Mideast bombing sparks Wall St. selloff
NEW YORK (CNN/Money) -- Stocks tumbled Wednesday as news of more violence in the Middle East thwarted an attempt by investors earlier in the session to shrug off some dismal technology reports.
The Dow Jones industrial average fell 144.55 points to 9,561.57, a loss of 1.5 percent; it was up about 27 points before word of another suicide bombing -- the second in two days in Jerusalem -- came at midday.
The Nasdaq composite slid 46.13 to 1,496.83, a 3 percent drop that left the index its lowest close since Oct. 2. The Standard & Poor's 500 fell 17.15 to 1,019.99, a loss of 1.6 percent.
Peter Doyle, chief investment strategist at Kinetics Mutual Funds, said taking into account international tension, accounting issues and stock valuations, shares are likely to keep moving lower.
"All those things combined, it's hard to see where the market's going to move higher," Doyle told CNN.
Stocks had been trying to climb back into positive territory despite warnings from key companies in the technology sector. But sentiment turned sour on news of the second apparent suicide bombing in Jerusalem in two days. Israeli authorities said the bomber set off a blast at a bus stop, killing six people and himself, and injuring 40 others.
A second wave of selling hit stocks in the afternoon on the news that Israeli helicopter gunships fired on targets in Gaza City and Khan Yunis in southern Gaza.
"The latest news of the missile strike in Gaza pulled the legs out from under buyers," said David Briggs, head of equity trading at Federated Investors. "They stopped buying today and the market just pulled back."
Larry Wachtel, market analyst with Prudential Financial, said the market may be seeing more volatility because of Friday's "triple witching," when the contracts for stock index futures, stock index options, and stock options all expire.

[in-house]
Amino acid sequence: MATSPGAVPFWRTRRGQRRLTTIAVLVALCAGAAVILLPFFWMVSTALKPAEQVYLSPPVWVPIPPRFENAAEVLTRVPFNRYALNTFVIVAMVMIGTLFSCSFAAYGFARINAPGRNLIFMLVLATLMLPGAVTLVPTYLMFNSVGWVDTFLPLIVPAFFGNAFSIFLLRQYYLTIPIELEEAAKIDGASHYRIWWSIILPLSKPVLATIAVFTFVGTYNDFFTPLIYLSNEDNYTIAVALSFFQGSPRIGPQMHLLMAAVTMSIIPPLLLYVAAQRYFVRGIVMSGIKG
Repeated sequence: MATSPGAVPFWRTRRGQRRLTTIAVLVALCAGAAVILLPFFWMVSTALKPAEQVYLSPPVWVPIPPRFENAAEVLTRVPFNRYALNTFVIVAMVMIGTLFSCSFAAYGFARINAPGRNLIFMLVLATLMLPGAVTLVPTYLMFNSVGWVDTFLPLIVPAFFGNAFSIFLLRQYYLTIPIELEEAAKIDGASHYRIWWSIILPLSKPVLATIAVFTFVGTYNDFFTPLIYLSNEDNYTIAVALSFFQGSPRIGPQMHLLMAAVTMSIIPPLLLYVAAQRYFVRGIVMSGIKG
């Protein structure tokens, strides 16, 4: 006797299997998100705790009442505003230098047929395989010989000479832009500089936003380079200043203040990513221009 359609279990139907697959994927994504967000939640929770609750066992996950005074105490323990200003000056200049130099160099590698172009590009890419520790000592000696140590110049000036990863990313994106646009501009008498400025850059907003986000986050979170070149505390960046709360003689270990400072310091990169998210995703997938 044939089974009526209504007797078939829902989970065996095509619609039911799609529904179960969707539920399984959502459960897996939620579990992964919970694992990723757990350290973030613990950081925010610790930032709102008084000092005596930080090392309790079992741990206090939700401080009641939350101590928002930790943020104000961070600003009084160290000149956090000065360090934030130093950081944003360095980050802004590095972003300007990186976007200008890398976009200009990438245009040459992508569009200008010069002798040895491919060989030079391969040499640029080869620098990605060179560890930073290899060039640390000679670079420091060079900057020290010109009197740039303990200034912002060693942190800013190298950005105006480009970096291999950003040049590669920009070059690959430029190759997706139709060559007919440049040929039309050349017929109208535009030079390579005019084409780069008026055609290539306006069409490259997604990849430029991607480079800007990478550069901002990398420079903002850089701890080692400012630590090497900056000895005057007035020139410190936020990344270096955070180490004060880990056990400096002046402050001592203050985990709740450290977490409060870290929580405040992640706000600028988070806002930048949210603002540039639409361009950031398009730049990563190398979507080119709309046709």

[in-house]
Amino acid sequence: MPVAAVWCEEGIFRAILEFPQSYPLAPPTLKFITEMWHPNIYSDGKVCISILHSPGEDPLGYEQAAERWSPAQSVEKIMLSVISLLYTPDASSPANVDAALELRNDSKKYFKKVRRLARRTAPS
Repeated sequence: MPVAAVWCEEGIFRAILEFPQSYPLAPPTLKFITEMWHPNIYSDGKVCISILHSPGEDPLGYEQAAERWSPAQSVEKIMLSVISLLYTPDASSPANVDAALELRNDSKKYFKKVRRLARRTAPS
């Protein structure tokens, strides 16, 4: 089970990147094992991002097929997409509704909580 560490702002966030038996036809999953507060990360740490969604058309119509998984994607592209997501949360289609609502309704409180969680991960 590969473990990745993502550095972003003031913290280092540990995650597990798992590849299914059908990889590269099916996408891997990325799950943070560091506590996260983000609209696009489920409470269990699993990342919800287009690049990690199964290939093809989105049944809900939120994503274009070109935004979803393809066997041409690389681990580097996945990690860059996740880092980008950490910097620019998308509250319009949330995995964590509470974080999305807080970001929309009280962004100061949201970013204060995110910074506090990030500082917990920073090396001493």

Wachtel said triple witching traditionally causes volatility on Friday, but with more sophisticated trading, "some of the implications of triple witching are being felt now."
Struggle for semiconductors
The chip sector was especially hard hit after Advanced Micro Devices (AMD: down $1.60 to $8.70), the No. 2 maker of semiconductors, lowered its sales forecast and said it faces a substantial operating loss in the second quarter because of broad weakness in the personal computer market that cut into the company's business. UBS Warburg downgraded the stock to "hold" from "buy."
Intel (INTC: down $1.93 to $20.09) followed its rival lower, and pressured the Dow.
Chipmakers were pressured further after announcements from Micron Technology (MU: down $3.52 to $20.08), South Korea's Samsung Electronics, and German firm Infineon Technologies (IFX: down $0.87 to $14.91) that the Justice Department is probing possible anticompetitive behavior among dynamic random access memory chipmakers.
And computer memory-maker Rambus (RMBS: down $2.31 to $4.12) fell on news the Federal Trade Commission will file antitrust charges against the company. Rambus said the charges stem from the same allegations and facts which are currently being litigated in a number of private lawsuits.